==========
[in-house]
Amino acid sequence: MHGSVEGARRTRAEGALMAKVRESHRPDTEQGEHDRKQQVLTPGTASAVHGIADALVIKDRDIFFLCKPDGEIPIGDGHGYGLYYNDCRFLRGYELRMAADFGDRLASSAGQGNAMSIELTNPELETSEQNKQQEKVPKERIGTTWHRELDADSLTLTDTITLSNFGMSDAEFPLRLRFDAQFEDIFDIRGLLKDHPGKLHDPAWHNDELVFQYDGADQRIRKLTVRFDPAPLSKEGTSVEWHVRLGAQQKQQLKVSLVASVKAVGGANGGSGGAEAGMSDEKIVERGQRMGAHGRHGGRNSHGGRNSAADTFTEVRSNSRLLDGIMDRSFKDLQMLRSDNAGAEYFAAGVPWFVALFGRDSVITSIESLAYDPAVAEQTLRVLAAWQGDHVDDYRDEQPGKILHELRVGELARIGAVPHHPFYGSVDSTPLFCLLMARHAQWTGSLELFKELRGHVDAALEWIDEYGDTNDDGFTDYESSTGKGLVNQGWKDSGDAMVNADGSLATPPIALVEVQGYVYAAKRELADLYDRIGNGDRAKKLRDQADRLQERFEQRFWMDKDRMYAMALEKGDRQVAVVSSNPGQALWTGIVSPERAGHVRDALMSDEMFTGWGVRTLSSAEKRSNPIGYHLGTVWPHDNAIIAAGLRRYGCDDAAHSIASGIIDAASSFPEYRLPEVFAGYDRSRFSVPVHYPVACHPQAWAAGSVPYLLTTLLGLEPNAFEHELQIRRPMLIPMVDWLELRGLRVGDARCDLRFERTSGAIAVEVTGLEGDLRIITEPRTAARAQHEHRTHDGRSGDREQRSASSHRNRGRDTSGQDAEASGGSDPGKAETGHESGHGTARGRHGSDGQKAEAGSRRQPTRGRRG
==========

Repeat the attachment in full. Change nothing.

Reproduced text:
[in-house]
Amino acid sequence: MHGSVEGARRTRAEGALMAKVRESHRPDTEQGEHDRKQQVLTPGTASAVHGIADALVIKDRDIFFLCKPDGEIPIGDGHGYGLYYNDCRFLRGYELRMAADFGDRLASSAGQGNAMSIELTNPELETSEQNKQQEKVPKERIGTTWHRELDADSLTLTDTITLSNFGMSDAEFPLRLRFDAQFEDIFDIRGLLKDHPGKLHDPAWHNDELVFQYDGADQRIRKLTVRFDPAPLSKEGTSVEWHVRLGAQQKQQLKVSLVASVKAVGGANGGSGGAEAGMSDEKIVERGQRMGAHGRHGGRNSHGGRNSAADTFTEVRSNSRLLDGIMDRSFKDLQMLRSDNAGAEYFAAGVPWFVALFGRDSVITSIESLAYDPAVAEQTLRVLAAWQGDHVDDYRDEQPGKILHELRVGELARIGAVPHHPFYGSVDSTPLFCLLMARHAQWTGSLELFKELRGHVDAALEWIDEYGDTNDDGFTDYESSTGKGLVNQGWKDSGDAMVNADGSLATPPIALVEVQGYVYAAKRELADLYDRIGNGDRAKKLRDQADRLQERFEQRFWMDKDRMYAMALEKGDRQVAVVSSNPGQALWTGIVSPERAGHVRDALMSDEMFTGWGVRTLSSAEKRSNPIGYHLGTVWPHDNAIIAAGLRRYGCDDAAHSIASGIIDAASSFPEYRLPEVFAGYDRSRFSVPVHYPVACHPQAWAAGSVPYLLTTLLGLEPNAFEHELQIRRPMLIPMVDWLELRGLRVGDARCDLRFERTSGAIAVEVTGLEGDLRIITEPRTAARAQHEHRTHDGRSGDREQRSASSHRNRGRDTSGQDAEASGGSDPGKAETGHESGHGTARGRHGSDGQKAEAGSRRQPTRGRRG